Tuesday, July 19, 2011

Violation of privacy of passengers here to stay

Neelam Mathews
July 19, 2011

If its happening in the U.S, expect others not to lag far behind. The U.S. Court of Appeals for the District of Columbia recently ruled body scanning machines do not constitute illegal search.

While this is good news for body scanner manufacturers Rapiscan and L-3 and bad news for those who don't like having to choose between digital nudity and frisking, wonder what are thoughts of users in India? Do we really have any privacy issues left to debate?

Incidentally, the U.S court also found that use of the machines was different enough than traditional machine screenings that the Transportation Security Administration should have sought public comment prior to implementing full body scanners. The TSA has argued that it didn't need to seek public comment on the scanners because it wasn't a legislative decision.
"It is clear that by producing an image of the unclothed passenger, an Advanced Imaging Technology (AIT) scanner –( now getting to known as porn machines!)- intrudes upon his or her personal privacy in a way a magnetometer does not," wrote Judge Douglas Ginsburg. "Due to the obvious need for the TSA to continue its airport security operations without interruption, we remand the rule to the TSA but do not vacate it."

The machines are the primary way to detect non-metallic weapons or explosives. At the heart of many of the privacy concerns are the images the machines produce, which basically consist of an unclothed passenger. Of course, anyone not wanting to walk through the body scanner is allowed to choose a pat-down search. Unfortunately, anyone thinking the body scanners were too invasive likely found the pat-down searches equally or more invasive.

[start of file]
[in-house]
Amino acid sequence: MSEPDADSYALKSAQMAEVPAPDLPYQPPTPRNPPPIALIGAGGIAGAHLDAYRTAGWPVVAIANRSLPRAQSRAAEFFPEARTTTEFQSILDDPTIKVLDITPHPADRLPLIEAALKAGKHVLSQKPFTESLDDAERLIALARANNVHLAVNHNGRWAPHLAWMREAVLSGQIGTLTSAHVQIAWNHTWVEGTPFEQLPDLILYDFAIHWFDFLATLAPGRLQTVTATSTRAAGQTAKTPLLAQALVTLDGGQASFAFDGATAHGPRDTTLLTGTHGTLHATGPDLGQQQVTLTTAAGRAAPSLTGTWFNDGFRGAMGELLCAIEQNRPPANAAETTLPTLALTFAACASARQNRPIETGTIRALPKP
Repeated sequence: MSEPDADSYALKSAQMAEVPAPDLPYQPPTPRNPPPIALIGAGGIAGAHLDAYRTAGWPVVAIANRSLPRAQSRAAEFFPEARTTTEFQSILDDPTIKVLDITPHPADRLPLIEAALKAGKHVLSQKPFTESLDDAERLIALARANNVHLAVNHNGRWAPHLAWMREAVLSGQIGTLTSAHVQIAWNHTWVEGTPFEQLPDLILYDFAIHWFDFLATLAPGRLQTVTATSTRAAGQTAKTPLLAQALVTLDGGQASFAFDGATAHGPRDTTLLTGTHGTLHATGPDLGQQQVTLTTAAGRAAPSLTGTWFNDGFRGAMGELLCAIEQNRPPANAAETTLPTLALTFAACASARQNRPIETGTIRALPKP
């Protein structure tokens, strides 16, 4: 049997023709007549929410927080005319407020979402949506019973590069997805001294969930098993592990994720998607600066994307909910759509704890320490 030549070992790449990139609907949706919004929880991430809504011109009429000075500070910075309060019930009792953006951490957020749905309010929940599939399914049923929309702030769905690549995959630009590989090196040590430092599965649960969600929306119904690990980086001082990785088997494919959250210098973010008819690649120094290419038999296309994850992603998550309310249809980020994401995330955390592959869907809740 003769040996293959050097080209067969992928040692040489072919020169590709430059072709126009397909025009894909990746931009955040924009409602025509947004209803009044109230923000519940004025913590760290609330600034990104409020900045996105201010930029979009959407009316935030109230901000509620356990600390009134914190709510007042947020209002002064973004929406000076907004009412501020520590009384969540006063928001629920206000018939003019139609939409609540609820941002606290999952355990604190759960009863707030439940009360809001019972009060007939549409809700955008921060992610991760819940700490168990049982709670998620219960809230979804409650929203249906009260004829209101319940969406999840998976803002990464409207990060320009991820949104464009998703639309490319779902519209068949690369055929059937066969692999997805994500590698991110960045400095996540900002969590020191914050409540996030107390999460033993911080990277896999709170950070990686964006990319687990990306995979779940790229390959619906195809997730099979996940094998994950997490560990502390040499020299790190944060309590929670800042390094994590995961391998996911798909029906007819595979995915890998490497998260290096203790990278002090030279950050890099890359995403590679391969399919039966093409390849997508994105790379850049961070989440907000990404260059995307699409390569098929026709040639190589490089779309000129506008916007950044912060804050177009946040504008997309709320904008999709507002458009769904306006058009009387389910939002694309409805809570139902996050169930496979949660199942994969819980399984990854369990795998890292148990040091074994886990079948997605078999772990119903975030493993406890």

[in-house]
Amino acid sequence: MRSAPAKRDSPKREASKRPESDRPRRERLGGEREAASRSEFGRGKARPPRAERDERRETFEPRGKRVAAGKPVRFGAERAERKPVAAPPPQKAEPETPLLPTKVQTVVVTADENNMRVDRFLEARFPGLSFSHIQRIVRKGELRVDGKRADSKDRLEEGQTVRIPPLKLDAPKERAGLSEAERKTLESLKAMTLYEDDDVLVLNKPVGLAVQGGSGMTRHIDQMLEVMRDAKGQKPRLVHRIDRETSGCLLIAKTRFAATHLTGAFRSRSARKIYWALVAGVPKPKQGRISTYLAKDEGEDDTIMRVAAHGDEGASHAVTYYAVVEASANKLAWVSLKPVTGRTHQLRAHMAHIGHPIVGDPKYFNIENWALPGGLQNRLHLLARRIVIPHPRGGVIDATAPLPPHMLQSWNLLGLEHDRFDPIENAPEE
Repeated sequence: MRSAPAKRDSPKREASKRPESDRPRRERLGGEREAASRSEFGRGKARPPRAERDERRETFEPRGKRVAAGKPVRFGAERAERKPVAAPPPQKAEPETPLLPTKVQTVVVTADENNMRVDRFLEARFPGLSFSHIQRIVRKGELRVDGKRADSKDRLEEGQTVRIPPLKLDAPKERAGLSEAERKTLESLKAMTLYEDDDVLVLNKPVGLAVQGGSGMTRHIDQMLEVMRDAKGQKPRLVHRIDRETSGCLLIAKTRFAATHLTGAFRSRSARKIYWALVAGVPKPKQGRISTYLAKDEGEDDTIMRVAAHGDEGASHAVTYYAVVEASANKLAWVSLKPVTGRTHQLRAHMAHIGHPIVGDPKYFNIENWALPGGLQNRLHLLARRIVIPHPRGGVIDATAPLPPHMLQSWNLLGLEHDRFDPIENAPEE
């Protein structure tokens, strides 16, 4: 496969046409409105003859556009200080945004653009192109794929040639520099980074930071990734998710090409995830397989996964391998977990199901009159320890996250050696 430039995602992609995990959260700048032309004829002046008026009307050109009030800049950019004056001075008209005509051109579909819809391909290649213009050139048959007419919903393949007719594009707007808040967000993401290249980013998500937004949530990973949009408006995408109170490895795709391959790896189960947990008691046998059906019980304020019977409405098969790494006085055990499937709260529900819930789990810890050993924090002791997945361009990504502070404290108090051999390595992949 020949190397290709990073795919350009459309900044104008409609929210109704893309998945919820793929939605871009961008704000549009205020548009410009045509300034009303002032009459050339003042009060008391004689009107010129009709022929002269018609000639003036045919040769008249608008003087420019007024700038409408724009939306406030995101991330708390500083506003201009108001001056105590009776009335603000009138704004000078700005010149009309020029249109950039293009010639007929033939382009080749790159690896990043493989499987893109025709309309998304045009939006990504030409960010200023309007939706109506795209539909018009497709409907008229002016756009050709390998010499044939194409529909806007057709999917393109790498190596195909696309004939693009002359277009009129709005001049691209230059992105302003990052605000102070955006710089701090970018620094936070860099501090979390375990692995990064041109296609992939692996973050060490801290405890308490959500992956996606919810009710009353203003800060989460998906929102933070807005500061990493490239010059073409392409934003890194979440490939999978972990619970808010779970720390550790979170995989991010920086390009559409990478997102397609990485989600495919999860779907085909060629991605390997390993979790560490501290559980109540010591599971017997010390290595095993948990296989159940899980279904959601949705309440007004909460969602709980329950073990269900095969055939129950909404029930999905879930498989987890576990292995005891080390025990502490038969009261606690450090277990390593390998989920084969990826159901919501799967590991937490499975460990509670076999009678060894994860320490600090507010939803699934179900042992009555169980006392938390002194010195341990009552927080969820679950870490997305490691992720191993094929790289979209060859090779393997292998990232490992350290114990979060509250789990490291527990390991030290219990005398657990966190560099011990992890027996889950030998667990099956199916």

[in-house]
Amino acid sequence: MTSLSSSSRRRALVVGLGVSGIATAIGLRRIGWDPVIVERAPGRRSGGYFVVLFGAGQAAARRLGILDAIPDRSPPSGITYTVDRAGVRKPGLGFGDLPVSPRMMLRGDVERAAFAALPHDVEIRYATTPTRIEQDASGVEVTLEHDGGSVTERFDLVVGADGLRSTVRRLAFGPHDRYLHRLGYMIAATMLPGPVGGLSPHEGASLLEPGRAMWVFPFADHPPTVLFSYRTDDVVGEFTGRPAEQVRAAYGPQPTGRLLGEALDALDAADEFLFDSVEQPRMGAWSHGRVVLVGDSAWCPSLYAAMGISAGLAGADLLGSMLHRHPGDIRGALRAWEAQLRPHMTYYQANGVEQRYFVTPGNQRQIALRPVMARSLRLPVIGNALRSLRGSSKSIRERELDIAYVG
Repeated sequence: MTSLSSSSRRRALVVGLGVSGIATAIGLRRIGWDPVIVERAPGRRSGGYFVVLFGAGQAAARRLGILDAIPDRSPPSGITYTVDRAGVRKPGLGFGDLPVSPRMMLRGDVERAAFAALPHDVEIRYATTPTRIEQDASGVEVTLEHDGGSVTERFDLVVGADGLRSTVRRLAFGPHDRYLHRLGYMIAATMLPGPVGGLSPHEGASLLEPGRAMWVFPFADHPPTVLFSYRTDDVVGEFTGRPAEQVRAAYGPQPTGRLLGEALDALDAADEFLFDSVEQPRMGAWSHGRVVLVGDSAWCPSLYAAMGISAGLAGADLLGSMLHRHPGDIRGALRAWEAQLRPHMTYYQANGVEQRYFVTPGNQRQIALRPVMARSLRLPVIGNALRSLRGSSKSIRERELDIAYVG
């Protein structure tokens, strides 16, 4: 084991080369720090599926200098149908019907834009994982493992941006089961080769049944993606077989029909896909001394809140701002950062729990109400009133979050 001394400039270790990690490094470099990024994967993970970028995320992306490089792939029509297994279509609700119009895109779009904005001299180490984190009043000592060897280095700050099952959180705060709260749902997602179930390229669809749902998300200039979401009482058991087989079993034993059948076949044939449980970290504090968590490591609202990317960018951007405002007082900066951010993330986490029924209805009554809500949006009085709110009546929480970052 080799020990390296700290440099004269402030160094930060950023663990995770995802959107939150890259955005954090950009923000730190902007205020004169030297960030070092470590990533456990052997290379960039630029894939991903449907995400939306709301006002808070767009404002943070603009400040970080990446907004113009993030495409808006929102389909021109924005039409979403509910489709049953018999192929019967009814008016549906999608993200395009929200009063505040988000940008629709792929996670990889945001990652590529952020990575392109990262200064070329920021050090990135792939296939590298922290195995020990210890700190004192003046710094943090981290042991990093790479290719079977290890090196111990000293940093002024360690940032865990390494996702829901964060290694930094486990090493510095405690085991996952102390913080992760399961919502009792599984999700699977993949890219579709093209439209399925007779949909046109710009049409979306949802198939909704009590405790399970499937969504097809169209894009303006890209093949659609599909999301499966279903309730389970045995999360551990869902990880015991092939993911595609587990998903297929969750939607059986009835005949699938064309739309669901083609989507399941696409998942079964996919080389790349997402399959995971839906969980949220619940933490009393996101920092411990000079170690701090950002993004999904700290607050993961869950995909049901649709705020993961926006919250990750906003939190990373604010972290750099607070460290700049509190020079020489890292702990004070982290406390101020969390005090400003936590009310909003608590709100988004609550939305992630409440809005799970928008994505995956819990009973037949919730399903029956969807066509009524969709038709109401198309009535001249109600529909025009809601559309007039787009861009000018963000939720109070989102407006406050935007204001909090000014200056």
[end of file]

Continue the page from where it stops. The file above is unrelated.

Recently, a Tennessee woman was arrested at the Nashville airport for disorderly conduct after she refused TSA security measures for her children. The woman didn't want her two children to have to go through a whole-body-imaging scanner. When a TSA officer told her the machines were safe, she said, "I still don't want someone to see our bodies naked." She won't be pleased with a ruling then out of the D.C. Circuit today. This morning, the federal court ruled that the "naked scans" of air travelers do not violate Americans' constitutional rights.

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